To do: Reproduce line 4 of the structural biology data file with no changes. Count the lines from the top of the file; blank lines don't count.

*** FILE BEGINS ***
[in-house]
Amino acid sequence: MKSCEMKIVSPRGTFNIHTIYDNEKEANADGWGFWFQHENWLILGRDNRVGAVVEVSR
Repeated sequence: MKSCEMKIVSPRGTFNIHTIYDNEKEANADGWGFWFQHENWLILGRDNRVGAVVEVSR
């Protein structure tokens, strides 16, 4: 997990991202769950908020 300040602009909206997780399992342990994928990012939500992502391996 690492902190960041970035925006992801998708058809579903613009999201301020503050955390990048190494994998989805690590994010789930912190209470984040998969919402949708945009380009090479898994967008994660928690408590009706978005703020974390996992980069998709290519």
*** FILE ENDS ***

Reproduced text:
């Protein structure tokens, strides 16, 4: 997990991202769950908020 300040602009909206997780399992342990994928990012939500992502391996 690492902190960041970035925006992801998708058809579903613009999201301020503050955390990048190494994998989805690590994010789930912190209470984040998969919402949708945009380009090479898994967008994660928690408590009706978005703020974390996992980069998709290519």